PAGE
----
But he also tells me how hard it is getting people outside the community he’s trying to help to understand the extent to which that help is needed. He believes parts of the city are “a powder keg.” So why then, shouldn’t I pile on the statistics? The cold hard facts? Why not show people the extent of the problem?
Because it’s a fine line, he says, between demonstrating that the problems the community faces are real and emphasizing them so much that they seem irrevocable.
In other words, the message always cuts two ways.
There was a certain point as a young man when Davenport couldn’t imagine what his life was going to be like after the age of 21. His future seemed like a fog. For so many of his peers, it was a question that didn’t need answering. It was unlikely they would live that long.
After leaving Westhaven, his family moved to the county for a year, then to an apartment on Grove Street, but neither place had the sense of community that Westhaven had, and since his cousins, aunts, uncles, and grandmother were all still there, most of the time, so was he.
In 1990, when he was 11, he and his mom (his parents had divorced a few years before) moved to Rockland Avenue, or more specifically, the 500 block of Rockland, where it juts out from Sixth Street and dead-ends into some woods. South Rockland, renamed Rosa Terrace, drops down from Rockland at a 90-degree angle. Most of the houses there are one-story duplexes originally built by commercial landlords in 1970. As the ’90s began, half of them were abandoned and boarded up, and South Rockland had become one of the city’s busiest open-air drug markets.
I ask Davenport about growing up on Rockland, and he sighs and pauses for a long time, leaning back a bit in his chair.
“Aw, man,” he says softly, “Rockland was … oh my goodness. Rockland was crazy,” and then he pauses again, and when he finally speaks, the usual force in his voice is gone, replaced by something tender and raw. The words came as he searched for them, and he told a story I can’t bring myself to interrupt.
“I’m more sensitive about Rockland because it still … I lived there longer than anywhere. … It wasn’t safe. So you went to the bus in the morning, got off the bus and went in the house and you didn’t go back out until it was time to go to school again. That was my first experience with, like, firearms, and hearing guns going off all the time, and like peeking out of a window. And then, you know, over time you figure out a way to process it. Because, you have to survive. You have to live. You develop calluses. There was a time when I used to wake up when the gunshots rung out. But then it got to a point where I didn’t wake up. It was a … man. It was a tough time. And that’s what motivates a lot of what I do now. I know that’s traumatic for children. Because I experienced it. … And you cannot be your best when you’re going through that. And I think that in general, in whatever environment you’re in, whether it’s Westhaven, wherever, I think that there’s a certain lack of respect for humanity when people have to live in those types of environments. Anywhere in the world. And children have to live in those types of environments. It’s not fair to their growth and development.”
The years between the ages of 16 and 24 are vulnerable ones for African-American men growing up in low-income neighborhoods. At a time when most children of middle and upper class families are being told that their future is limitless, that they can go to college, and then go be whomever they want to be, children growing up like Davenport are learning that this is probably it for them.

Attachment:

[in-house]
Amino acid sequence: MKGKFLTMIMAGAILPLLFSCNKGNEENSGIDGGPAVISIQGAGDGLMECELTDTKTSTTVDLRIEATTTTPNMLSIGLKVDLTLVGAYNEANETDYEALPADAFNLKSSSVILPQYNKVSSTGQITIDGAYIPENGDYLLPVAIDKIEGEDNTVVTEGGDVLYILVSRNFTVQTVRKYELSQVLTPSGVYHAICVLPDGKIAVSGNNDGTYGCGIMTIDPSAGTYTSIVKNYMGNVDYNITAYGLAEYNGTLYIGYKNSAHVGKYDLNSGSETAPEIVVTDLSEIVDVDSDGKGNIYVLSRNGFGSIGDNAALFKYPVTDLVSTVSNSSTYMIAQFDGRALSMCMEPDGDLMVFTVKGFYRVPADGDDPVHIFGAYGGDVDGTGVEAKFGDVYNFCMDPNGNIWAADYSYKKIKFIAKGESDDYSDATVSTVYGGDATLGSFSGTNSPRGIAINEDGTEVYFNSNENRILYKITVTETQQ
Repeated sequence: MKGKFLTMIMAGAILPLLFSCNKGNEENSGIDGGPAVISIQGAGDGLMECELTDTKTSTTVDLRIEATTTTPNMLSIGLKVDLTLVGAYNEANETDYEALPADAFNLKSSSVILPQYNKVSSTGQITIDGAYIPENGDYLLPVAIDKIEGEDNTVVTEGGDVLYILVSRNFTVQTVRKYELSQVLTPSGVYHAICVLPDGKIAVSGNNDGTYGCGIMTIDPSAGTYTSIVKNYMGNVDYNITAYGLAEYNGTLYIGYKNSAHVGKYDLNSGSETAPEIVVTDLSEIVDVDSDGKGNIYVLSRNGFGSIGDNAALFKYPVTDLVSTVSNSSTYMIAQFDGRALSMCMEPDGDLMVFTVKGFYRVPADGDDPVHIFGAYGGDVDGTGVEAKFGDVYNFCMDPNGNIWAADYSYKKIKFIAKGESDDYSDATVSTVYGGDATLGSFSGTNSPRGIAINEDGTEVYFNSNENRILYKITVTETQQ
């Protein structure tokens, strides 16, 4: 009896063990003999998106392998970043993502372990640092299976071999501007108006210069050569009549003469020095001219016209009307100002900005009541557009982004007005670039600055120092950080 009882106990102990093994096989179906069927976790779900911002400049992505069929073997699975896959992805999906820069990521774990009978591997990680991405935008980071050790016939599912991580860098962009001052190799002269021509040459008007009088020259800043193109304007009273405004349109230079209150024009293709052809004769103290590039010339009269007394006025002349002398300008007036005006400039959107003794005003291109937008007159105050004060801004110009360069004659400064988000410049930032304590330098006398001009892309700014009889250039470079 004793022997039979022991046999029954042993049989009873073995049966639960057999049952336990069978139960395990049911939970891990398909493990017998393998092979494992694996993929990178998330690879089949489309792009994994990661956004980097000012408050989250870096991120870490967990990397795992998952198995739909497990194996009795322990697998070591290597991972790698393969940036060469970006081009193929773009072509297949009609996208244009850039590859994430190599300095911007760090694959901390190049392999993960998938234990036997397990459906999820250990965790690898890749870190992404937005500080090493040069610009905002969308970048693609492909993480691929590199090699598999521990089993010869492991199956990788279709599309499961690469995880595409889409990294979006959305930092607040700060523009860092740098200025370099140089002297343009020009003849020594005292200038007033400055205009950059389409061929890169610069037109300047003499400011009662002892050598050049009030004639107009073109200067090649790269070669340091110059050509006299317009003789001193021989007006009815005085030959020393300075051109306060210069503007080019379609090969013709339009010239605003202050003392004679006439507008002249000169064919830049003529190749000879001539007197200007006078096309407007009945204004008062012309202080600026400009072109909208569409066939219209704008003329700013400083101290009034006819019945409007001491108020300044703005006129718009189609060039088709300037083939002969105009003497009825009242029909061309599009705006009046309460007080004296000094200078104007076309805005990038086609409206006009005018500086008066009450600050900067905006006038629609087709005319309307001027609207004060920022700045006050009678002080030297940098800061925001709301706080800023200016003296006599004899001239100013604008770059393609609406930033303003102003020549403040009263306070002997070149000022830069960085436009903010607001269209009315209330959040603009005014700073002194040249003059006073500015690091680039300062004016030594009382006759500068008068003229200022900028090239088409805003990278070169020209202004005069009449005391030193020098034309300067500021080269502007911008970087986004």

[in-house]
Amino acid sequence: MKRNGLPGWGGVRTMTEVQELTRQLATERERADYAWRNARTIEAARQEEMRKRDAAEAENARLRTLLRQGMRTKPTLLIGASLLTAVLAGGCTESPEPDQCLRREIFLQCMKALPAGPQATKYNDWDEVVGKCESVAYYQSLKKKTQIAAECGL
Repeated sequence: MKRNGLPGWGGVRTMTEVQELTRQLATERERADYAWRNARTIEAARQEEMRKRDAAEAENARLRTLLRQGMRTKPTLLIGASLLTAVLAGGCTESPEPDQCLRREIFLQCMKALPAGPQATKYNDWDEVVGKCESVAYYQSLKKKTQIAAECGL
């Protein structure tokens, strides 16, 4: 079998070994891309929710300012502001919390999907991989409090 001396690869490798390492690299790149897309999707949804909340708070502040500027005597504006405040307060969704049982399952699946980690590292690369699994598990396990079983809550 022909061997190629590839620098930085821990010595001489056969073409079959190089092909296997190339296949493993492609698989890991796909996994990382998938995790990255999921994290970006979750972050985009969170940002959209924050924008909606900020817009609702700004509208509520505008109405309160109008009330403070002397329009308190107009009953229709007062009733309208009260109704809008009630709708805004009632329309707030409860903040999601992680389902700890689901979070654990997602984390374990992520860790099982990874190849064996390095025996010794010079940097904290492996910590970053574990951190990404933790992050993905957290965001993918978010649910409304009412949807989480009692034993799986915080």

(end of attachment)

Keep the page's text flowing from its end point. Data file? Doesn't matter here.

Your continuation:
Davenport’s future may have seemed to him like it was unclear, but his mother had other ideas. She’d only attended a two-year college herself, but she told the guidance counselors at Charlottesville High School that, despite his 1.9 GPA, her son was going to college, and that they were going to make sure it happened.
He escaped to Old Dominion University, where he took his first trip abroad, discovered his love of reading and writing, and met his wife, Cortney, with whom he now has three children. College saved his life, or at least gave him the four year laboratory of self-discovery that I, and many like me, take entirely for granted. It wasn’t easy. He was filled with self doubt, uncertain if he was college material, and only attending to make his mother happy. He was shocked, then, when his GPA was 3.7 his first semester, so shocked, he promptly dropped out.
“I was struggling with the perception of who I thought I was and what I thought I was capable of,” he said. “I always felt a certain level of inadequacy. Like there was this inherent inadequacy, and it was shocking to me, and I left.”
It was only after a summer trip to Europe that he decided to enroll in school again. Going abroad made him see, as it did for me, that the world is bigger than America, or Charlottesville, or Rockland Avenue. That experience allowed Davenport to see that it was possible for him to move beyond his origins without losing track of them.
Davenport graduated, got married, and found a job developing online classes for the CFA Institute in Charlottesville. But in his mid 20s he experienced what he calls a “dramatic shift” in his life, a need to make giving back his sole focus. He enrolled in the seminary program at Virginia Union University, graduating after three years with a master’s in practical theology, education, and counseling.
His goal was to work in Charlottesville, but he felt that he needed more experience, so he applied for a teaching position in Southeast D.C. for a national charter school network called KIPP, or the Knowledge Is Power Program, and got it. He spent three years teaching in D.C., which at the time had the lowest performing schools in the country. He won a teacher of the year honor and made good money. He was happy and doing well.